In June 2009, the Copyright Board of Canada issued a long-awaited decision more than doubling the royalty rate to be paid by elementary and secondary educational institutions outside Quebec. The ruling follows the filing of a tariff in 2004 by the Canadian RRO, Access Copyright, which had failed to reach an agreement with schools for an update to the old rate of $2.45 per full-time equivalent (FTE) student.
The new rate ($5.16 per FTE) will be back-dated to 2005. It reflects the high volume of copying (10.3 billion pages in the 2005-2006 school year, of which about 250 million were of protected works) by educational establishments. This has been established for the first time as a result of a collaborative study. However, given the sharp increase in the rate, schools and colleges were given a 10% discount for their copying for the years 2005 to 2008. The full rate does not apply until this year.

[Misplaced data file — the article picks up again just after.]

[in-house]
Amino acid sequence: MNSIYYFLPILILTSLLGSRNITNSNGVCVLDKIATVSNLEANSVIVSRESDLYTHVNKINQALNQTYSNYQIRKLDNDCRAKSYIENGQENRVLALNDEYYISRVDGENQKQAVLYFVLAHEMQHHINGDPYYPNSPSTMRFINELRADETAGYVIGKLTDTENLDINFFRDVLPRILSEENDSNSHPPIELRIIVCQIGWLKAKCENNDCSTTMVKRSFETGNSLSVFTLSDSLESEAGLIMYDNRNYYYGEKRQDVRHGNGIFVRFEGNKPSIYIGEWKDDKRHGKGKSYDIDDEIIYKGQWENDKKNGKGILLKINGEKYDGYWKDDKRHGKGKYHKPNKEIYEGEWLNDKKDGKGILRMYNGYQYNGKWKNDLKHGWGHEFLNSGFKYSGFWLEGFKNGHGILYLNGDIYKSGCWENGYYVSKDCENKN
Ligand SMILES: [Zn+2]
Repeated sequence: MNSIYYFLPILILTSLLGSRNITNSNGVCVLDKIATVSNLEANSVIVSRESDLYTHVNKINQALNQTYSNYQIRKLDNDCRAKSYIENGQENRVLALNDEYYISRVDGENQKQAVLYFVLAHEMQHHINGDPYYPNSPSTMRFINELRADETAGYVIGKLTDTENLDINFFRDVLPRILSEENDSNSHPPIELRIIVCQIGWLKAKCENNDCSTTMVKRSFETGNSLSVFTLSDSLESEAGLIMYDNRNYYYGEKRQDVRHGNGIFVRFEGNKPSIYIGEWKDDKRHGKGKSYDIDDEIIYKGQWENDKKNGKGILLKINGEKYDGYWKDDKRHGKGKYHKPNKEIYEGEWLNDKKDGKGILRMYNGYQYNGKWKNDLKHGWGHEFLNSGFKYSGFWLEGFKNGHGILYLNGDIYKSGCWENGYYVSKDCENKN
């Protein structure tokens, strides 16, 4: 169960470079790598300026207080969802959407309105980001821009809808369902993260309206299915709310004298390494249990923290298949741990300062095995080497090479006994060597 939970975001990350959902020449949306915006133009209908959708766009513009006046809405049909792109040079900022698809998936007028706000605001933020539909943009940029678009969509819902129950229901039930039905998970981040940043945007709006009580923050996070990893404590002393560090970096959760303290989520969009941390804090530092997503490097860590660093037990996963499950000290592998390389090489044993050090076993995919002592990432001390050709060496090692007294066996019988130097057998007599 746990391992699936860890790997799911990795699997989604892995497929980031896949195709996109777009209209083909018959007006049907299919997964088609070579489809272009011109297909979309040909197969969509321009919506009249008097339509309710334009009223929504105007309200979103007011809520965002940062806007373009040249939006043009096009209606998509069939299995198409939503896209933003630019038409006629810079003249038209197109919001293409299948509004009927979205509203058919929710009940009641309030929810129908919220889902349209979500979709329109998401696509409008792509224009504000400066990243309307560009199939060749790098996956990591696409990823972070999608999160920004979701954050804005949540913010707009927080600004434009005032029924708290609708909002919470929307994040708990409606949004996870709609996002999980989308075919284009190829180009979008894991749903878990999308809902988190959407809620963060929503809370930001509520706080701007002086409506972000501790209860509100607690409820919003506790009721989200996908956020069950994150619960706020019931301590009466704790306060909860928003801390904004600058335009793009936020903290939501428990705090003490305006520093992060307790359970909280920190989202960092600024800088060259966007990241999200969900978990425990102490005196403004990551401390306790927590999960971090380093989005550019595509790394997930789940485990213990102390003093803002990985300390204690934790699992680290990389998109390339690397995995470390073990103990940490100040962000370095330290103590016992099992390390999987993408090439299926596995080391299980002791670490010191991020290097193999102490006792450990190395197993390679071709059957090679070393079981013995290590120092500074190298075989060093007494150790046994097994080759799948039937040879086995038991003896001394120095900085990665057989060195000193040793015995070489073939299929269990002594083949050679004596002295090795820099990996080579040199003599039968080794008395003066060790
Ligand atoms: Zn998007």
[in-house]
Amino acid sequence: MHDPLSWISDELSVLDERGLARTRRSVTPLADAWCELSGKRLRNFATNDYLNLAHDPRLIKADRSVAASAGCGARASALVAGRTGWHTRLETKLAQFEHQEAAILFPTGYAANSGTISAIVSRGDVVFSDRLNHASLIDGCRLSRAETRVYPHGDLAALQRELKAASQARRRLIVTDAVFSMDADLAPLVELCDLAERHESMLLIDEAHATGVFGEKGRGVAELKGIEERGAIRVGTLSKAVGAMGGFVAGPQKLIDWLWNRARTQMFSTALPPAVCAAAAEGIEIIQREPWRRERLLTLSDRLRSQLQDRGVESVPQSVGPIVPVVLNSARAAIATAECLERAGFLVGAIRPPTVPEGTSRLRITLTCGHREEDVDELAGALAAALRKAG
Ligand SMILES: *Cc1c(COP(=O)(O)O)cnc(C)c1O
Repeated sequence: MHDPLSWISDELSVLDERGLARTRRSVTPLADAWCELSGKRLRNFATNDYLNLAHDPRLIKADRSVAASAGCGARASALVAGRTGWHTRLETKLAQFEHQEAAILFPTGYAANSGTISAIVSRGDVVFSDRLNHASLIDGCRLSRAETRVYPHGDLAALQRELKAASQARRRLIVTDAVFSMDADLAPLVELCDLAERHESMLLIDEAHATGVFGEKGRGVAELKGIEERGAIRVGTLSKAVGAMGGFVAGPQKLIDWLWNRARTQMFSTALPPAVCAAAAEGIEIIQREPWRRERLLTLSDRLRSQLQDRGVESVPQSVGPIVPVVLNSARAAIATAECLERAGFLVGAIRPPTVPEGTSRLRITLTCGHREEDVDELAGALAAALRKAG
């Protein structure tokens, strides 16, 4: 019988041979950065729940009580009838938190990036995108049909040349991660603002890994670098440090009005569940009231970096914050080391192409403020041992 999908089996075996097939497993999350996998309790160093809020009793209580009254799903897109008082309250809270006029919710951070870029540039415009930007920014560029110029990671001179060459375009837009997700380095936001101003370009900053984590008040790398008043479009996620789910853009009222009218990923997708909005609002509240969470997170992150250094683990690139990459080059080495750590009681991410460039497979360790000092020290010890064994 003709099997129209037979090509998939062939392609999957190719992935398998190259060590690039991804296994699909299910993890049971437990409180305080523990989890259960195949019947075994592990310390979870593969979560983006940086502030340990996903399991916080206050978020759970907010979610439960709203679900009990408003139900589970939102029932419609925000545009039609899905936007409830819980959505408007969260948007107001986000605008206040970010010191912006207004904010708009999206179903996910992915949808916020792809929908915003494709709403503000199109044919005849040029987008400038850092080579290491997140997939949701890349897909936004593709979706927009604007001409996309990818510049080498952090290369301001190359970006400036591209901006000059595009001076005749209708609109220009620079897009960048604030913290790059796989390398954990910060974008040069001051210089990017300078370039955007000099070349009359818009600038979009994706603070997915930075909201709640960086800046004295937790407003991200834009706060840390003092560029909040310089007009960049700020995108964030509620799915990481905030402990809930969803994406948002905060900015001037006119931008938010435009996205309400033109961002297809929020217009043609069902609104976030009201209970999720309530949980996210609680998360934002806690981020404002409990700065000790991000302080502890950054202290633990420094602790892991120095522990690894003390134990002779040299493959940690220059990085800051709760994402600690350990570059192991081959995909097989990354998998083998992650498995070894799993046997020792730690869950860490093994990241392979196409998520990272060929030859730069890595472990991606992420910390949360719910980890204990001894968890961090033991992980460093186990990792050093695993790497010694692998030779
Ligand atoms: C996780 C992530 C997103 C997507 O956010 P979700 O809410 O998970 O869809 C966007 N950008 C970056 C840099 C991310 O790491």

On July 27, 2009, the Canadian Ministries of Education (the Objectors to the tariff) filed an application for judicial review of the Board's decision. The judicial review, which is similar to an appeal, maintains that the Copyright Board erred in its analysis of fair dealing and the tests and examinations exception in the Canadian Copyright Act, and requests that the Federal Court of Appeal send the case back to the Copyright Board to adjust the $5.16 tariff rate set by the Board in June 2009. The judicial review means that a final decision may still be years away.